October has been an extremely busy month for AMD, bringing to market a new family of graphics cards. A couple of weeks ago they released the budget R7 260X, mid range R9 270X and high end R9 280X. We weren’t overly impressed with the noisy AMD reference coolers, although partners such as Sapphire, XFX and ASUS launched a slew of enhanced custom cooled cards with pricing so competitive that they have been difficult to ignore. Many of our readers have been waiting for today however – the release of the new flagship R9 290X … marketed to tackle Nvidia’s class leading GTX780.
Nvidia have been immensely strong in 2013 – dominating the high end sector with their GTX780 and GTX Titan graphics cards. Unfortunately due to a lack of competition from AMD throughout 2013 it has meant Nvidia haven’t felt the need to drop their prices. We do love the GTX780, but with many modified R9 280X graphics cards available for just under £230 inc vat, the GTX780 suddenly appears to be a very expensive option.
Nvidia partners are still asking £500+ for the GTX 780 and the GTX Titan is still retailing for around £700. The only AMD solution that effectively will challenge these high end boards is AMD’s last gen dual GPU HD7990. Prices have dropped from over £750 to £479.99 in recent weeks, although according to reports, sales are still relatively weak.
Well, both AMD and Nvidia are keen to focus on 4K gaming, however we know that a miniscule percentage of our readers will be able to afford one of the latest £3,000 30 inch screens. Obviously in a years time the situation may be different, but we don’t want to forget our readers still using a single 30 inch screen.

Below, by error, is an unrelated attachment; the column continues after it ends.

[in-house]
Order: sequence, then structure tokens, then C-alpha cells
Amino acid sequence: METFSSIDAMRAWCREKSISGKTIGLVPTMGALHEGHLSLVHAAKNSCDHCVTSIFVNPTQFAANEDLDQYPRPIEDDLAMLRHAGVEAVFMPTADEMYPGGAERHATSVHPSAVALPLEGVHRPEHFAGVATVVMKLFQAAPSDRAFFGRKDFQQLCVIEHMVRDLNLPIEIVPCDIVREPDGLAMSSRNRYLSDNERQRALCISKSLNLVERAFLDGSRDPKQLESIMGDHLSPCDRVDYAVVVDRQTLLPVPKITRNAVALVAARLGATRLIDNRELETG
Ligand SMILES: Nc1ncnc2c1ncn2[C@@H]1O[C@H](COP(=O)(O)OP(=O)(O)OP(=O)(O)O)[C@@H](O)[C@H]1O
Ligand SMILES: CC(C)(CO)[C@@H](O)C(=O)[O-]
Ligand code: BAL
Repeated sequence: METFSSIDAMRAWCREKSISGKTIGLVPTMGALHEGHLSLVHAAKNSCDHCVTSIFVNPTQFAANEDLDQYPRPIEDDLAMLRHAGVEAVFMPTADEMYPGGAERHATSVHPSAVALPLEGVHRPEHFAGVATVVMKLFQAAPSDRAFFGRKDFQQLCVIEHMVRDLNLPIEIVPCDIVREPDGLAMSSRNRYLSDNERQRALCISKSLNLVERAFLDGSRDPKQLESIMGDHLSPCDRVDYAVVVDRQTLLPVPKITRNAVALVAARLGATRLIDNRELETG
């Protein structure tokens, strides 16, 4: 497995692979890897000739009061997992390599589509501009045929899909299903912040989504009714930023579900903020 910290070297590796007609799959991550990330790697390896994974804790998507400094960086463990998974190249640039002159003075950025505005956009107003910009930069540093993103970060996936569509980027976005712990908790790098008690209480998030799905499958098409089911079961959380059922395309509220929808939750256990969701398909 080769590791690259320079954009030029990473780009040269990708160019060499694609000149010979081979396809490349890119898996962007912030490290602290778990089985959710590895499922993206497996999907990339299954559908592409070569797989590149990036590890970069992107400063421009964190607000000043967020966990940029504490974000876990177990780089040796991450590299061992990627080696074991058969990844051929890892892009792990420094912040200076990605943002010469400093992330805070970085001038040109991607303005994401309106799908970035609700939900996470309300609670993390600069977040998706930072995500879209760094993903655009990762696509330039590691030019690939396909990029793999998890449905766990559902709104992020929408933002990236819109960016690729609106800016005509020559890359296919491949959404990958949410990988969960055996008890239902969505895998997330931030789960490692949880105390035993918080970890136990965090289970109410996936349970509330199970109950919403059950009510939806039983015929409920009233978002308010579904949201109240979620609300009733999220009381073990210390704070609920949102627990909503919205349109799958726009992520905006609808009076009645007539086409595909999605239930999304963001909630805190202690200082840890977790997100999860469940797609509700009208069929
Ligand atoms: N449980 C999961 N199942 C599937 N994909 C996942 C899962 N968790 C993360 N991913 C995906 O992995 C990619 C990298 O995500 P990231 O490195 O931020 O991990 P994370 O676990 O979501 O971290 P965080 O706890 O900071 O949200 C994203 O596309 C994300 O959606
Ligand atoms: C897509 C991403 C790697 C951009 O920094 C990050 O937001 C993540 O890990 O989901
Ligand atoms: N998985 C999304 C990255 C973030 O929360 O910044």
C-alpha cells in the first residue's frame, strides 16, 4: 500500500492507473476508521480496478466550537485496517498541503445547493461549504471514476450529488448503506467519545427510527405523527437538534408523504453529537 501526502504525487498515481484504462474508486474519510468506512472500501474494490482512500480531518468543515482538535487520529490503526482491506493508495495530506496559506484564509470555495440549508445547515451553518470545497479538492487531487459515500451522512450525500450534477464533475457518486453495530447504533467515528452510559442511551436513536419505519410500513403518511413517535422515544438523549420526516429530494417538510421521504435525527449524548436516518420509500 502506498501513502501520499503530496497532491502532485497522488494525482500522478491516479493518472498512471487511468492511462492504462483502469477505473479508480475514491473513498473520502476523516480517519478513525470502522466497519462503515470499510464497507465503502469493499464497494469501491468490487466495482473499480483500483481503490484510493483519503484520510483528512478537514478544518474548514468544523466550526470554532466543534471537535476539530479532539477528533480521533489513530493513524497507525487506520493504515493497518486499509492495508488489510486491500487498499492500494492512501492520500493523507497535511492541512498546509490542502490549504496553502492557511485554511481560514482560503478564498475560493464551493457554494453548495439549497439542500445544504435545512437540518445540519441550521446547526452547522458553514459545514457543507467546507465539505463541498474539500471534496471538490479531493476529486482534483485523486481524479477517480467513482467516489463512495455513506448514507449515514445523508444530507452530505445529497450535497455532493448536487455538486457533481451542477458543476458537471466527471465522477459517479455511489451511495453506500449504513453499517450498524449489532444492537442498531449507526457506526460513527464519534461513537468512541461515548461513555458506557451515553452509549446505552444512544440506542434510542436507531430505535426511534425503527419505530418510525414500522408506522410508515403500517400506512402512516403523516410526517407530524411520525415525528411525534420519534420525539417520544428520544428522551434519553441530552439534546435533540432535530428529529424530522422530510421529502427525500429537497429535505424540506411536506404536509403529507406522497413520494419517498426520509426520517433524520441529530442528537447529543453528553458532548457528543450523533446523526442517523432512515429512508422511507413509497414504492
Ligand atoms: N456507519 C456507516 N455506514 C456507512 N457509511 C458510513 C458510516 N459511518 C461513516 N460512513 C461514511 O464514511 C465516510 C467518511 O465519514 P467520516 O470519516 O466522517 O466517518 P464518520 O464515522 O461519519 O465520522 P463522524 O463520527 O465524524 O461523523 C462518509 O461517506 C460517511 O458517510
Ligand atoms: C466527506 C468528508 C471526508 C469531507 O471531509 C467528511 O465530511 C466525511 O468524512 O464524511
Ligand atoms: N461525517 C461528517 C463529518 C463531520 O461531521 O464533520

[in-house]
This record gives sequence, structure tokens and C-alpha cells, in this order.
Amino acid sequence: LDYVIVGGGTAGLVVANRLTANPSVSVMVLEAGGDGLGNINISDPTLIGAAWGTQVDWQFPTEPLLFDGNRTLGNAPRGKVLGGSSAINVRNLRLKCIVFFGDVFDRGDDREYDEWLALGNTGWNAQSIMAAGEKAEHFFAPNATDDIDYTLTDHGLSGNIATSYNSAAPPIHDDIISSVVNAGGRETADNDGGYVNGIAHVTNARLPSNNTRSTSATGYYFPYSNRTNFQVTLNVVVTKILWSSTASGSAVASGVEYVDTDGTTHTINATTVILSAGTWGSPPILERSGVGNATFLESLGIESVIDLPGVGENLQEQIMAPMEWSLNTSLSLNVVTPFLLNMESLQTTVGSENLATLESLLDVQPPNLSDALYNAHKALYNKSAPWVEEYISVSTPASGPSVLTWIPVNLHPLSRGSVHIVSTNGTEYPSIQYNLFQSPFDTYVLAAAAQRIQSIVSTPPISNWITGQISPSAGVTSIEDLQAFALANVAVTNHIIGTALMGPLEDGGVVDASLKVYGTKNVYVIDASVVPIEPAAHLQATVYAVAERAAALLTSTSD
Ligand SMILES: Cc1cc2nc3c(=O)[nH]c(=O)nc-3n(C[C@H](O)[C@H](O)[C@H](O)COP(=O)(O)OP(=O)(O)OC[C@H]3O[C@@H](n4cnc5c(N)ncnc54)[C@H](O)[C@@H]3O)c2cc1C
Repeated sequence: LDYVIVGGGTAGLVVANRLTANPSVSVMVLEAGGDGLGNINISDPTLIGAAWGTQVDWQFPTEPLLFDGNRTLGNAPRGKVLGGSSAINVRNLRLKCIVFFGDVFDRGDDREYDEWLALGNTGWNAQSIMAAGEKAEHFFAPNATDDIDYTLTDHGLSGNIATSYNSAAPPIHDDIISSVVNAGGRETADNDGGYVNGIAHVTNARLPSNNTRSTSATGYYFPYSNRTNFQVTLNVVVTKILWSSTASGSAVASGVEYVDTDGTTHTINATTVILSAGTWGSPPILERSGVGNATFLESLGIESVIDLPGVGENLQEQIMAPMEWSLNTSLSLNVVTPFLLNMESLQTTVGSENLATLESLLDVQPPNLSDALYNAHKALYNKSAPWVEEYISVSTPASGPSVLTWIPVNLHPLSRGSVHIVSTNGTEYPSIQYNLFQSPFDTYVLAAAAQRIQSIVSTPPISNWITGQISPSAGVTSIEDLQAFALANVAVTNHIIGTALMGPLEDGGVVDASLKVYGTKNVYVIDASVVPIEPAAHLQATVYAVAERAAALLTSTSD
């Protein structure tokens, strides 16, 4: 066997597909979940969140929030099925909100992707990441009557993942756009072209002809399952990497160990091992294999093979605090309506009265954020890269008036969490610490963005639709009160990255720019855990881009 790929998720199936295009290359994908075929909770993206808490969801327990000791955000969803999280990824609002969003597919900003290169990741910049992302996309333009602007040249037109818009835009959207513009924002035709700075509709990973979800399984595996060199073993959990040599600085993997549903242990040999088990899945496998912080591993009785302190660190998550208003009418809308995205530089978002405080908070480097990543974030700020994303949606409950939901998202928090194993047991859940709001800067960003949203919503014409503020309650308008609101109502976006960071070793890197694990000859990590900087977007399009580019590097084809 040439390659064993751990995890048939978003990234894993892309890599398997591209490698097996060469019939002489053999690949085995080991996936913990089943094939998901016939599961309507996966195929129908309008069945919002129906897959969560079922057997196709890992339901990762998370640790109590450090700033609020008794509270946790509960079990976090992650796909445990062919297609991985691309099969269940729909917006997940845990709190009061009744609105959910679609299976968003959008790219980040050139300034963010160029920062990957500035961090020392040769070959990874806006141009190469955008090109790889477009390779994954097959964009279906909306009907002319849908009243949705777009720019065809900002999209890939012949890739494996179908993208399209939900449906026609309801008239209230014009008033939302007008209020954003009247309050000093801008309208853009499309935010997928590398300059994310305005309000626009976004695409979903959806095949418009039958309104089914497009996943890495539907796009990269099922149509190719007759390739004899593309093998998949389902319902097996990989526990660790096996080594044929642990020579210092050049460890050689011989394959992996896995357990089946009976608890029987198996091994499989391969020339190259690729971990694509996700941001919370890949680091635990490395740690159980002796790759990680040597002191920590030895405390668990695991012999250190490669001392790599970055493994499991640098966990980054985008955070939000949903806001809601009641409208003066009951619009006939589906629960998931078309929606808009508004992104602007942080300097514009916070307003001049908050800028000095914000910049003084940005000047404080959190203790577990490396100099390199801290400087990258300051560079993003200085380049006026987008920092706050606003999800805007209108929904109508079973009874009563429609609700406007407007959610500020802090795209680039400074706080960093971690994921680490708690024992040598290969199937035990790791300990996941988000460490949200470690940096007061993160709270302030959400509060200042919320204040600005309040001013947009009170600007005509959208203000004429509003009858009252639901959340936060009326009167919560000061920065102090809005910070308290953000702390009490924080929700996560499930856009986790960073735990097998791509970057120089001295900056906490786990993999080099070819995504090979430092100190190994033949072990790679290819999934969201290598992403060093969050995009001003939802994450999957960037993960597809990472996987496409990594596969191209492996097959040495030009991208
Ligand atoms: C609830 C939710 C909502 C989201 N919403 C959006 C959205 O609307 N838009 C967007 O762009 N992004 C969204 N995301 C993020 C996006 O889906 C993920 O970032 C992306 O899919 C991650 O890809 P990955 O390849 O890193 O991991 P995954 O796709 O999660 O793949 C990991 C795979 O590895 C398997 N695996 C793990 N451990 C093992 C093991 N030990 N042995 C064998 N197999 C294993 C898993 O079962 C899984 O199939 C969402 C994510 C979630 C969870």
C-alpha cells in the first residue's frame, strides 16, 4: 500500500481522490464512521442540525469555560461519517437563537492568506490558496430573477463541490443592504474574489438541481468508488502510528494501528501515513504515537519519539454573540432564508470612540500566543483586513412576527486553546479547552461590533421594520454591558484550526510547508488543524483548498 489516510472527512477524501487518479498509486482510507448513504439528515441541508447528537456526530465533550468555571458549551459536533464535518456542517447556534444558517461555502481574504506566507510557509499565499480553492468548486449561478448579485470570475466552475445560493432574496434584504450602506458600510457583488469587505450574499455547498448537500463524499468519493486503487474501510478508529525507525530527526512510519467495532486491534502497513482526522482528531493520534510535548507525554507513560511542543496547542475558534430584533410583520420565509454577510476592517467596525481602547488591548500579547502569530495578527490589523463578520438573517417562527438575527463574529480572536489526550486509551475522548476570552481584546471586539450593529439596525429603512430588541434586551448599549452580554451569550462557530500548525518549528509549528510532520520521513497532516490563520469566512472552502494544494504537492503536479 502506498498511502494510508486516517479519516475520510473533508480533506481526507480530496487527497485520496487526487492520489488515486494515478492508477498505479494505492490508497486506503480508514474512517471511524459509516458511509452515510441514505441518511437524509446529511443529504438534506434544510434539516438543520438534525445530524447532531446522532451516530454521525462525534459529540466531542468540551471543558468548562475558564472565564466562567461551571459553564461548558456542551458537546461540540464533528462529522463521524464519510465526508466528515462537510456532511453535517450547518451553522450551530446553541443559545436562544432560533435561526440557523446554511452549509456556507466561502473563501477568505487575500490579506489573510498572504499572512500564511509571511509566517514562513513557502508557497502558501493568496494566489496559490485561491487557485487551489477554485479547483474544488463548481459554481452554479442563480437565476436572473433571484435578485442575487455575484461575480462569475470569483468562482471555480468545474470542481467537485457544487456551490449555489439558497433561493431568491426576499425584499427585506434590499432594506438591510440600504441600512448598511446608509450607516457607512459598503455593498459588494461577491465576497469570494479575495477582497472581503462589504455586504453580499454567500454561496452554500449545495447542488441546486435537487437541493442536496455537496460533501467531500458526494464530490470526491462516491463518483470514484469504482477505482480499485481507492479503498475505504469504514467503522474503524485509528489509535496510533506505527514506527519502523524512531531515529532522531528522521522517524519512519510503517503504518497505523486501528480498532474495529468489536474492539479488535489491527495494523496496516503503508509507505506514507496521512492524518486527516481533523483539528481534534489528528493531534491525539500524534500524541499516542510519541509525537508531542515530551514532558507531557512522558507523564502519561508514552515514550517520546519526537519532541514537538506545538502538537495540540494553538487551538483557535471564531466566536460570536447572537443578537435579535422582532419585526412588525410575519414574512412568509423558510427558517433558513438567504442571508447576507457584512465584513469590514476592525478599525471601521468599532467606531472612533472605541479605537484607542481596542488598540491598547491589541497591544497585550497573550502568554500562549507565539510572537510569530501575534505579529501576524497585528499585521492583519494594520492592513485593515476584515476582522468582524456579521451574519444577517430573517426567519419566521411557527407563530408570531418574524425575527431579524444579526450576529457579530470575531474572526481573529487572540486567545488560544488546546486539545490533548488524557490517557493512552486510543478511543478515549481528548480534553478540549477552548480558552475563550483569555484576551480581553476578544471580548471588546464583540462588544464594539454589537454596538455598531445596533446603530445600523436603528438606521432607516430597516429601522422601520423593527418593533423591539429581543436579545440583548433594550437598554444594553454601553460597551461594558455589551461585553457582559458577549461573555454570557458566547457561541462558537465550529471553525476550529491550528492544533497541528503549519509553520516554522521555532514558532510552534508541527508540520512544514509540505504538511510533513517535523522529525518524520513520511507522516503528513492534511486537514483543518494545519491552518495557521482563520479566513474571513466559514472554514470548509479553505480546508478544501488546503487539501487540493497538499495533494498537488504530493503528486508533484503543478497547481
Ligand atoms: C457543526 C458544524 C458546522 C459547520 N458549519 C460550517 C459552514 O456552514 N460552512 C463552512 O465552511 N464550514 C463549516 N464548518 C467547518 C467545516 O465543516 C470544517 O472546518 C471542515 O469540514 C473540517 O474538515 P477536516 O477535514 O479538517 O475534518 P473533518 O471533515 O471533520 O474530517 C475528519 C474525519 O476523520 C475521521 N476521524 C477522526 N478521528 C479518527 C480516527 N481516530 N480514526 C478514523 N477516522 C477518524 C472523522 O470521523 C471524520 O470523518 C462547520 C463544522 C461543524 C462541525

Therefore today we present results at 2560×1600, and in the coming week we will publish ‘Part 2’ of this article using our new Asus PQ321QE 4K screen running at 3840 x 2160 resolution.
Both reviews will feature comparisons against the fastest R280X card available today – the Sapphire R9 280X Toxic Edition. We also include results from a reference clocked GTX780, a GTX Titan and the class leading MSI GTX780 Lightning – all of which we have reviewed in the past.
All cards on test today however have been re-analysed using the latest Catalyst and Forceware drivers (13.11 beta5 and 331.40 respectively)- tested within the last week to make sure we are getting results with the latest bug fixes and performance enhancements.
On paper there is no doubt that the R9 290X is a monster, clocked at 1GHZ. The Hawaii GPU is built on the 28nm process and the card comprises 6.2 billion transistors. The R9 290X has 64 ROP’s, 176 TMU’s and 2,816 unifed shaders. The 4GB of GDDR5 memory runs at 1,250mhz (5Gbps effective) and is connected via an ultra wide 512 bit memory interface.
The R9 290X, along with the R7 260X features a programmable audio pipeline. The R9 270X and R9 280X don’t. This new TrueAudio technology is designed for game audio artists and engineers, so they can ‘bring their artistic vision beyond sound production into the realm of sound processing’. This technology is intended to transform game audio as programmable shaders transformed graphics in the following ways:
- Programmable audio pipeline grants artistic freedom to game audio engineers for sound processing.
- Easy to access through popular audio libraries used by top game developers.
- Fundamentally redefines the nature of a modern PC graphics card.
- Spatialization, reverb, mastering limiters and simultaneous voices are only the beginning.
The R9 290X also brings bridgeless Crossfire to the table as well, but we only have one sample on hand, so we need to wait for a while before we can test this.AMD R9 290X Review (Part 1),